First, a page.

The grieving family of a Leamington man who likely died while texting and driving is hoping their tragic story will be a wakeup call to others who refuse to put down their phones.

Michael Martin in 2014
Courtesy of Martin family / Windsor Star

Michael Martin, 39, died New Year’s Eve when his Ford SUV slammed head-on into a taxi carrying five people. His family said Essex County OPP told them they believe he was texting and driving.

“People think that it’s a harmless thing, checking that one quick text and responding to it,” said his niece, Juniper Martin, 16. “But the whole game can change in any second, and we just don’t want any other family to experience what we’ve experienced in the past 48 hours.”

The two-vehicle crash happened Dec. 31 around 8:10 p.m. on Highway 77 in Leamington. Martin was alone in his vehicle, which collided with a Dodge minivan taxi. The driver of the taxi and four passengers were all taken to hospital. Essex County OPP said their injuries ranged from minor to serious.

Highway 77 between County Road 18 and Mersea Road 5 was closed for several hours while the OPP investigated.

Juniper Martin said police have her uncle’s cellphone. She said investigators also told the family that the roads were clear at the time and he had not been drinking.

“He was on his way back from a New Year’s party,” she said. “He was going home, they believe. They smelled no alcohol on him so they know he wasn’t drinking. They suspected that he was texting his girlfriend and he just crossed the line into head-on traffic and collided with a cab.”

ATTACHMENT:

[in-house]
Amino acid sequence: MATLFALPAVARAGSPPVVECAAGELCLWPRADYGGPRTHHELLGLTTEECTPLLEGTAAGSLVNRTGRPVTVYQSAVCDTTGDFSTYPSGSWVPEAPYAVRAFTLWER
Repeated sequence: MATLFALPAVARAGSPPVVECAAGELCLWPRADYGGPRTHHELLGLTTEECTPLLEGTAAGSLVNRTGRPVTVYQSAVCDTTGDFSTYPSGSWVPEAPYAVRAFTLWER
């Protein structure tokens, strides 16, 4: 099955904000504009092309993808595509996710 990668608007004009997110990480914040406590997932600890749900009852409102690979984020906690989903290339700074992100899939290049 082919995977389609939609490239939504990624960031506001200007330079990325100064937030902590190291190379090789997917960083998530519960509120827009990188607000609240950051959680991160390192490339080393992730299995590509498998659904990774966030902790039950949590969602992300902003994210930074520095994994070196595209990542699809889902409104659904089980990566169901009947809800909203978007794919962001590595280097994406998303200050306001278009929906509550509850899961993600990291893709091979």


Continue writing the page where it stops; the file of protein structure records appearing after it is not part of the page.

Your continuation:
Police wouldn’t confirm if texting and driving was a cause of the collision, but they have said they don’t expect to lay any charges. They have also previously warned that texting and driving is a growing and deadly scourge on Ontario highways.

Statistics for 2017 were not available Tuesday. But provincial police have said 2016 was the fourth consecutive year that distracted drivers were responsible for the highest number of lives lost on Ontario roads. An inattentive driver was either a contributing factor or the primary cause of crashes that killed 65 people on OPP-patrolled roads alone. Distracted driving caused more deaths than the other “big four” categories that included speeding, alcohol and not wearing a seatbelt.

According to the Canadian Automobile Association website, people who text while driving are 23 times more likely to be involved in a crash or a close call than drivers who are not distracted. About 26 per cent of all car crashes involved phone use, including hands-free talking. Checking a text for five seconds at 90 km/h is the equivalent of driving the length of a football field blindfolded, according to the CAA.

Juniper Martin said her uncle’s accident is even more tragic because his distracted driving also hurt other people.

“The whole cab was full of people as well,” she said. “They were heading to a New Year’s party. It’s just terrible that somebody so close to us has hurt them.”

She said her uncle also leaves behind two sons, Logan Graham, 16, and Bailey Debergh, 20. According to an obituary notice from Reid Funeral Home, he is also survived by his parents, Bonnie and Wayne Martin, and three siblings.

“He was totally one of those stereotypical dads with the barbecue,” said Juniper. “He also loved hanging out with his friends. He went hunting and fishing with his friends.”

She said she only got to see him a few times a year because she lives in British Columbia, but they had a good relationship.

“He was always looking out for me,” she said. “I remember at my grandma’s house, he would come and visit when we were in Ontario and we’d play in the backyard, we’d always goof around.”

Juniper said she learned of the tragic accident shortly after waking up when her grandfather called.

“I heard my mom scream and cry, it was terrible,” said Martin. “I just want people to drive safe and be mindful when they’re driving.”

Source: Windsor Star